Grassroots group from around the country calls on PepsiCo to cut Conflict Palm Oil
FOR IMMEDIATE RELEASE
CONTACT: Emma Rae Lierley, 425.281.1989, Emma@ran.org
***Colorful, high-resolution images of grocery store flash mob protest, available here
San Francisco, CA – Today, two dozen activists from across the United States ‘flash mobbed’ a popular grocery store in San Francisco, CA, engaging store customers and rebranding shelves filled with Quaker products, a PepsiCo brand containing controversial palm oil. This month’s wave of grocery store actions furthers a growing national trend of public outcry against the use of Conflict Palm Oil. The freshly energized movement received high profile coverage recently when a spoof Super Bowl ad went wildly viral that targeted PepsiCo’s Doritos brand over the product’s connection to rainforest destruction and human rights violations.
The festive activists dressed in orangutan costumes and affixed stickers and placards on the store’s food aisles to warn grocery store customers that they may be feeding their family Conflict Palm Oil.
The activists say that PepsiCo’s palm oil commitment, and that of its sub-brands like Quaker, does not go far enough to prevent conflict palm oil from appearing in its products. The activists organized themselves to send a clear message to PepsiCo: “The time to eliminate Conflict Palm Oil from your products is now.”
The group of activists traveled to the Bay Area from hometowns across the country at their own expense to attend the Palm Oil Action Leaders Training Summit, a four-day skills training in leadership development hosted by Rainforest Action Network.
Lindsay Vanderhoogt, a 24-year-old activist with the group, said, “I traveled all the way from Boston to attend this Summit because this cause is so important to me. It's a multifaceted issue, with environmental destruction overlapping with human rights violations. This will be a defining issue for my lifetime and I'm so grateful and excited to be helping Rainforest Action Network take on PepsiCo and the Conflict Palm Oil problem."
“Quaker, and its parent company PepsiCo, spends huge amounts of money on advertising every year, trying to convince moms and dads that Quaker is a brand that we can trust, yet they are unwilling to spend a few extra pennies to help save orangutans from extinction and keep children out of slave labor conditions.” said 16-year-old Becky Chung from Orange County.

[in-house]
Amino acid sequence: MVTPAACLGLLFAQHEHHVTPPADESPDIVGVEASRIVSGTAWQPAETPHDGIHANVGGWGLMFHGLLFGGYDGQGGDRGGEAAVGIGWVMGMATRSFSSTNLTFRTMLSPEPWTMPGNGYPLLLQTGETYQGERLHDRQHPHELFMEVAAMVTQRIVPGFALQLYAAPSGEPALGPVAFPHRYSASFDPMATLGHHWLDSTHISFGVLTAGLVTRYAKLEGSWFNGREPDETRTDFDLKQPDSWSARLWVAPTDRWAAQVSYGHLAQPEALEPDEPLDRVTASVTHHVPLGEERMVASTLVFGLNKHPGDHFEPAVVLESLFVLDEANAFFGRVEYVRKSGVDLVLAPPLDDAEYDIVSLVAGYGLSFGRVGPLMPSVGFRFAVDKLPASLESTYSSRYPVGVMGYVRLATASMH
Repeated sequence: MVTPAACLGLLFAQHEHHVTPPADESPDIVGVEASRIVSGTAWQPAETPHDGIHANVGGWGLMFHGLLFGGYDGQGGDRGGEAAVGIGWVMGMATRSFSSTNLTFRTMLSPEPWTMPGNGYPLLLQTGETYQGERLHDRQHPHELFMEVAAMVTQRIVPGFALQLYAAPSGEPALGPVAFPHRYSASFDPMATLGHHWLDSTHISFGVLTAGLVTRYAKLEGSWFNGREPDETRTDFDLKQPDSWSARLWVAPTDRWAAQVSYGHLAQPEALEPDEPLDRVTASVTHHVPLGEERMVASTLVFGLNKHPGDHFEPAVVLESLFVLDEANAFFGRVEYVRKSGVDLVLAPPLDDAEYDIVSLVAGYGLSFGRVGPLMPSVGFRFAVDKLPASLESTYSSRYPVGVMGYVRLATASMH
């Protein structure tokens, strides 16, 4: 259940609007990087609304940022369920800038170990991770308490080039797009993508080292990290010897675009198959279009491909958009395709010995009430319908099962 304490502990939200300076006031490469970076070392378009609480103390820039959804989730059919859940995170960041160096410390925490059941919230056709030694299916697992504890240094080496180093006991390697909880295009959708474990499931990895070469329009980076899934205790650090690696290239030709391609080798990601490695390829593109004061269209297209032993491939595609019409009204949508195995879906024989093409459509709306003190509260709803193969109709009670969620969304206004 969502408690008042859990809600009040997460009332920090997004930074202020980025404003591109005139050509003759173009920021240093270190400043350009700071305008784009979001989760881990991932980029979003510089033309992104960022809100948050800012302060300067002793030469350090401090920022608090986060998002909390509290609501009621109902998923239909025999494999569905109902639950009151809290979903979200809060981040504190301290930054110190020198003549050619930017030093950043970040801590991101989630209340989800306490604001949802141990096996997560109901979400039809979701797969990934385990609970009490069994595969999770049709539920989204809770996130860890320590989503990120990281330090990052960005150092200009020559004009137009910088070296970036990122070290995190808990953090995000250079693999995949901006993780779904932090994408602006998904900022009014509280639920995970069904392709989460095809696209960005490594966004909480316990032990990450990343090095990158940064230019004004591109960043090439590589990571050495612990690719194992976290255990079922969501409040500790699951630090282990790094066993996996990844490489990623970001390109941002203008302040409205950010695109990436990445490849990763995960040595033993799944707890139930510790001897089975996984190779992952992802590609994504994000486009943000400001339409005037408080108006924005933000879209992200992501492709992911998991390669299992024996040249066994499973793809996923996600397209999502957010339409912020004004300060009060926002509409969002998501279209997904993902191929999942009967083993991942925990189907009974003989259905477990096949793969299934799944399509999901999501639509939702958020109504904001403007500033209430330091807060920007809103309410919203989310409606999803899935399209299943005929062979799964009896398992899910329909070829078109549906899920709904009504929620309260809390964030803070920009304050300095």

PepsiCo is the largest globally distributed snack food company in the world, and one of the “Snack Food 20” group of companies targeted by Rainforest Action Network’s Conflict Palm Oil campaign. PepsiCo consumes more than 450,000 metric tons of palm oil annually for its snack food brands like Quaker, Doritos and others in the U.S., Mexico, Latin America, Asia and Europe, and its consumption of palm oil is on the rise.
Gemma Tillack, Agribusiness Campaign Director for Rainforest Action Network said, “PepsiCo is starting to take these issues seriously, but it is lagging behind its peers as it lacks a truly responsible palm oil policy. It needs to take immediate action to eliminate Conflict Palm Oil from the products it sells across the globe.
“For PepsiCo to meet consumer expectations, it must adopt a binding, time bound policy with an action plan that includes full traceability of palm oil back to its source and verifiable safeguards for human rights, forests and peatlands,” said Tillack.
Over the next month, activists in dozens of cities and towns across the U.S. will undertake their own creative actions to demand that PepsiCo breaks the link between its products and rainforest destruction, climate pollution and human and workers rights violations.